Look for an Alternative

One of the ways that our family chooses to be more intentional is with our money.

image source

We have chosen to have a one income family to be able to pursue some avenues that are important to our family - things like attachment parenting, and homeschooling.  And partly because we are on one income and partly because I am just thrifty by nature, we simply make different choices than some other families about how we are going to spend our money.  For example, we have one car that we own with no payments.  This meant buying used, and saving up to buy instead of making payments on a brand new car.  We lived with only one car when we lived in Missouri, and had access to a bus line that worked to take Papa to and from work each day.  But now that we have moved to Ohio, and Papa's job necessitates a car, we bought him a car too.  We bought used, and kept the payments low, rather than purchase a shiny new car with higher payments.

But this is only the beginning.  We actually rarely buy anything new.  There are a few things that we have a standard and only buy new - food, toothbrushes, shoes, underwear, and most of Micah's work clothes.  I would even say that about half of the kids' toys are bought new, but only if it is something that we cannot make ourselves, and have not been able to find used or hand made.  Other than this, almost nothing in our lives is bought new.  I have a list on my Out of Milk app on my phone that is specifically for things I am looking for at garage sales or thrift stores.  I have inventories of what clothes we own and what we need to own for summer and winter, so that I know what to look for.  I decide what I need, and I go through many channels to get it, for as little money as possible.  And this means staying out of the big box stores where the price is low, most of the time.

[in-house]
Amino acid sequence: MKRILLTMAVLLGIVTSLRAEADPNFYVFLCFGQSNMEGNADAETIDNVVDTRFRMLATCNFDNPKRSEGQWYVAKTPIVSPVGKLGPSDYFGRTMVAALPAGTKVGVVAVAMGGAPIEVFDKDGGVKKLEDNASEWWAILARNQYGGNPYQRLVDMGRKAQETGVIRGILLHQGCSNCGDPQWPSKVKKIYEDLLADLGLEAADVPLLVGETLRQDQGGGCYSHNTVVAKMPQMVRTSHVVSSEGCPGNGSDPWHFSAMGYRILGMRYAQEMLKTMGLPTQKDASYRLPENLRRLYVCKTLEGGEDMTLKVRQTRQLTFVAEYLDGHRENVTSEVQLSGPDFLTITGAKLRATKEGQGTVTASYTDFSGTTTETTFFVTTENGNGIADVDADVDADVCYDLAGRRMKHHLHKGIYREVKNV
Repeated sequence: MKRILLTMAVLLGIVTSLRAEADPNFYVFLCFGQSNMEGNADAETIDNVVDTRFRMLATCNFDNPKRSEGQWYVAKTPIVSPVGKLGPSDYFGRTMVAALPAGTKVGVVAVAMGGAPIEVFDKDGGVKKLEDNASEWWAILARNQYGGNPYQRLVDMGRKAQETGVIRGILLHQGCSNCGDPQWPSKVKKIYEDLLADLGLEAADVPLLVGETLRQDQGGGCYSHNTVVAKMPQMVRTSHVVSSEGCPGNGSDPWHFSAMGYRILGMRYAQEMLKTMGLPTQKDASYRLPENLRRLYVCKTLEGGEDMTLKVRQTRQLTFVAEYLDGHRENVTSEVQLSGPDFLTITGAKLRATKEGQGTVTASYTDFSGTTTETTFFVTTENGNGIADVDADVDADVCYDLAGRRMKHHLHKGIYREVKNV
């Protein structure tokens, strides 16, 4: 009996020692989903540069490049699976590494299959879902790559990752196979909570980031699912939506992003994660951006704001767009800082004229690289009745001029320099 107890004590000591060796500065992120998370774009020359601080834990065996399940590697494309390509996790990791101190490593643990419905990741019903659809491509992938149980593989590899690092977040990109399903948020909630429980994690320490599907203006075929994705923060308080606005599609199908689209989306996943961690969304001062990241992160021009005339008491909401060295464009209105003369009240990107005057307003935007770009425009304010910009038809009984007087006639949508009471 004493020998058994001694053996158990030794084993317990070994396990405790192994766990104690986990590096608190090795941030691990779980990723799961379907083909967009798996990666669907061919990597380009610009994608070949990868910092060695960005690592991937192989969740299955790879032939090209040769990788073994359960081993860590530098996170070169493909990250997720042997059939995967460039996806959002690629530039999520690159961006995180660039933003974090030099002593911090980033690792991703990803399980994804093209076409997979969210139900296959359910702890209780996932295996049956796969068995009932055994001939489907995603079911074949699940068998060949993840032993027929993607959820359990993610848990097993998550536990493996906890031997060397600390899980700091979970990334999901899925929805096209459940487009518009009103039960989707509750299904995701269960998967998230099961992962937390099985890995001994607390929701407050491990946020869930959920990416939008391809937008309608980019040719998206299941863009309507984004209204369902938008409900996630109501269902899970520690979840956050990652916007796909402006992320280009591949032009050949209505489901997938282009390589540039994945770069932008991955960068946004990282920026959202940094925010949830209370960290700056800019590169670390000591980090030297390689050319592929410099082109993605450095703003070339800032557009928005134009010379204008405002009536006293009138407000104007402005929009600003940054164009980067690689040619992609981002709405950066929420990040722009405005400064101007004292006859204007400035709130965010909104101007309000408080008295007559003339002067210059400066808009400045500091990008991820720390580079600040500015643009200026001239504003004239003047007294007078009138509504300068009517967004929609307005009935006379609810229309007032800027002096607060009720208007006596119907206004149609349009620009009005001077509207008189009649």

So, how do I acquire so much of what we need through legal and moral means, but without breaking the bank?

1.  Use something you already have.  The first rule of thrift and mindful spending - use something you already have!  One of my best examples is fabric.  My husband is a little astounded by my fabric collection.  After all, what am I going to DO with this mountain of fabric with no specific plans?  But a few years ago when I made two winter coats for Sofi and Walter for a combined cost of $5, he was duly impressed.  In fact, he hasn't even complained about moving all of that fabric from Missouri to Ohio!  Actually, I did downsize a LOT of my fabric for the move.  But, I was still able to dig through my stash and have enough to make a round of boxer shorts for my little man who has gone up a size and can no longer fit in what he already had.


2.  Ask around for it.  Don't be afraid to let people know what you are looking for!  They may just have one that they are looking to get rid of.  This is my go to, especially in my extensive circle of mommy friends.  Whether it is newborn sized prefolds, a nightstand to turn into a piece of play furniture, someone to hang out with my kids while I go to the dentist, or a bunch of fabric scraps to stuff a sewing project, I ask my friends and family first.

3.  Try Freecycle.  Freecycle is one of my FAVORITE resources!  It is one of the first things I set up whenever we move to a new area.  Where else can you find someone looking for your broken vhs vcr and get a new to you living room set?!  In my humble opinion, Freecycle is one of the best ideas of the 21st century.  If you're unfamiliar with Freecycle, it is a series of Yahoo! groups all over the world that allows people to post items that they no longer need, in order to keep these things out of landfills.  So, when I am downsizing my kitchen utensils, rather than driving them up to the thrift store, or tossing them out, I can post them.  Someone, perhaps a college student who is just starting out and can't really afford to go to the thrift store and furnish an apartment, will come and get them and be oh so grateful to have picked up a good quality item for free!  It is a great arrangement.  I have saved hundreds of dollars, at least, by utilizing Freecycle for items we are looking for at home.